Those of us who’ve wondered where Labour is getting its policies from have an answer:
David Shearer: Is the Prime Minister aware that Kurdistan recently postponed selling its state-owned mobile network, Russia recently cancelled three State privatisations, Hungary is preparing to renationalise a gas company, and Croatia has cancelled selling off its State bank?
Rt Hon JOHN KEY: No, but now it is all starting to become clear where Labour is getting its economic policies from!
Those who wonder why the government wants to sell minority shares in a few energy companies also got an answer:
Michael Woodhouse: Why is it important that the share offer programme goes ahead?
Rt Hon JOHN KEY: It is important, firstly, because the Government can use the proceeds of the share offer to invest in new public infrastructure without having to borrow so much to do so. This is exactly the same situation as in 2005 when the previous Government took $600 million from the sale of publicly owned asset Southern Hydro and used it to invest in roads. The share offer also gives New Zealand savers the opportunity to invest either directly or indirectly in big New Zealand companies, and being publicly listed will be good for the companies themselves. . .
I do believe bringing these companies to the market through the mixed-ownership model is a good, sound economic approach, and actually I think it will deliver a better result for New Zealand without having to borrow more money. . .
Those who wonder who will benefit from the investment got an answer too:
David Shearer: Is it his aim in selling off assets to maximise return to the New Zealand taxpayer or, given that the value of shares is likely to slump as result of the sales, is it to give enormous bargains to those buyers rich enough to buy shares?
Rt Hon JOHN KEY: The member will be aware, because of the Securities Act, that I cannot offer a comment on whether the share sales are likely to be successful or not. What I can say is that if one goes and looks at TradeMe as an example, they will see it was brought to the market under what can really only be described as the mixed-ownership model, and that has proven to be very successful. I think if one also looks at the number of KiwiSaver accounts, the New Zealand Superannuation Fund, the other pension funds in New Zealand, and mums and dads looking for investments, they will find those to be attractive investments. . .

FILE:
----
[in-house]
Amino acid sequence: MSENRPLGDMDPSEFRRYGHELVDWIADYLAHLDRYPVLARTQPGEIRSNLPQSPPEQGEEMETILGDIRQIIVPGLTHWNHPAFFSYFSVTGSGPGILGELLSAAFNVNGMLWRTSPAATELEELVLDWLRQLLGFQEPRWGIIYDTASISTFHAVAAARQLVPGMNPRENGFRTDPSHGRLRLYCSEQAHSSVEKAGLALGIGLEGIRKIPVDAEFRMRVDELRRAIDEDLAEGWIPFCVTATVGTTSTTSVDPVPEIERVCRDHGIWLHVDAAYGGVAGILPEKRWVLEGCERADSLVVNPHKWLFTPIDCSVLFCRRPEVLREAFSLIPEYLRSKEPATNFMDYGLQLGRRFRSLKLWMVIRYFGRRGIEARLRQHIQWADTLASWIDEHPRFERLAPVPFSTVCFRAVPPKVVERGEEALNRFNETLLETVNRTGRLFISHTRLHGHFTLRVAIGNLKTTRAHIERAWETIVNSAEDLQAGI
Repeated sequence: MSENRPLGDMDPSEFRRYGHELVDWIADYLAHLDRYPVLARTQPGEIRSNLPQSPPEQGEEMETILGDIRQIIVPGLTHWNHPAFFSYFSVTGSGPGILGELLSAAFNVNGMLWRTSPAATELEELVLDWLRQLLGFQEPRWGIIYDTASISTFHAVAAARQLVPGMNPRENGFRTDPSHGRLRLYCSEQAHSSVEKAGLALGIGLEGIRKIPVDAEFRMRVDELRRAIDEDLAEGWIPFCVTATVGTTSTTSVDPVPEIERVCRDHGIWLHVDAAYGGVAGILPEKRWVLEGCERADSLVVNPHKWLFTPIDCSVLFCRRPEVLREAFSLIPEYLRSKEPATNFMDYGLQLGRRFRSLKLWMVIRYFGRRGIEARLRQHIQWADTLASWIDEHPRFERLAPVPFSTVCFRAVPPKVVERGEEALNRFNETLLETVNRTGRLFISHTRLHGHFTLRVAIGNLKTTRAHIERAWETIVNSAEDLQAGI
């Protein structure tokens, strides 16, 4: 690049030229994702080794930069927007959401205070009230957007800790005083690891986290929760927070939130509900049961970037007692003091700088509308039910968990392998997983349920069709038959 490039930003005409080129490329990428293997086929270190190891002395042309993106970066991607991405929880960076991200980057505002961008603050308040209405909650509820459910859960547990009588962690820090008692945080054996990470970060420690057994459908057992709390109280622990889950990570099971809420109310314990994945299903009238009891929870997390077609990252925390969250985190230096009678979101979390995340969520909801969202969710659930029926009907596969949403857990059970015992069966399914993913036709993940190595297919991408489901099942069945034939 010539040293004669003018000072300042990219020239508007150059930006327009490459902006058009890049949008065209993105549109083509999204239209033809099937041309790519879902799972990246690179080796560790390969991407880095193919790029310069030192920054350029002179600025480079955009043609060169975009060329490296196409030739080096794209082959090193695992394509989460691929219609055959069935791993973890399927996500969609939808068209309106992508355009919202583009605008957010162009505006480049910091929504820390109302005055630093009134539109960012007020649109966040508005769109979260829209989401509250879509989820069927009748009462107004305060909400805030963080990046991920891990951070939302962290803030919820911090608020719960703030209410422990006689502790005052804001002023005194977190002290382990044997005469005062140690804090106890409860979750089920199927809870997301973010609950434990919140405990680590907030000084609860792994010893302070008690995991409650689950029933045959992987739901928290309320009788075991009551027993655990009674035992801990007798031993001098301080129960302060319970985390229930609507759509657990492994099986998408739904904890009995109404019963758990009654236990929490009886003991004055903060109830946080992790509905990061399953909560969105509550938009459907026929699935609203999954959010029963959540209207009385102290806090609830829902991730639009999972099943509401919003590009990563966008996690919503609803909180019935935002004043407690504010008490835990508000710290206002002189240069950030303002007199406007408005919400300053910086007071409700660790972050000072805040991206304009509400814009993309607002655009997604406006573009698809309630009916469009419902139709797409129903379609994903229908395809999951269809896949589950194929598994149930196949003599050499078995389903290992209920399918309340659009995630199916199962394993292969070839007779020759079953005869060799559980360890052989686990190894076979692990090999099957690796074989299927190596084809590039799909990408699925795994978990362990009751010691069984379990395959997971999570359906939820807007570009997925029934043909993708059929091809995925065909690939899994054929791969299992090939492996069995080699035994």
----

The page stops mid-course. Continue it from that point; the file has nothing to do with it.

And those wondering about alternatives to the partial sales also got an answer:
Michael Woodhouse: What reports has he seen on any alternative approaches to paying for new public infrastructure?
Rt Hon JOHN KEY: I am aware of a couple of approaches. One is simply to go out there and print money in the misguided belief it will make a country wealthy. Today I have with me actually a $500 million Zimbabwean note. Members might be interested to know that when this was issued in May 2008, you needed 100 of these to buy—
. . .
Rt Hon JOHN KEY: As I say, one option is to print money, and you would have needed 100 of these when it was printed, 100 $500 million notes, to buy an egg—poached, boiled, fried, scrambled, or any other way. The other option—
. . .
Rt Hon JOHN KEY: The second approach I have seen is to go out and borrow $5 billion to $7 billion, at a time when countries around the world are trying to reduce their debt. We know that that policy belongs to the big spending, big promising Labour Party.
We’ve sold non-core assets several times to allow us to reduce debt or reinvest in core assets. It’s normal and sensible business practice in countries with free markets.
The concept might be harder to grasp for those who get their policies and business practices from places still struggling from the aftermath of communism.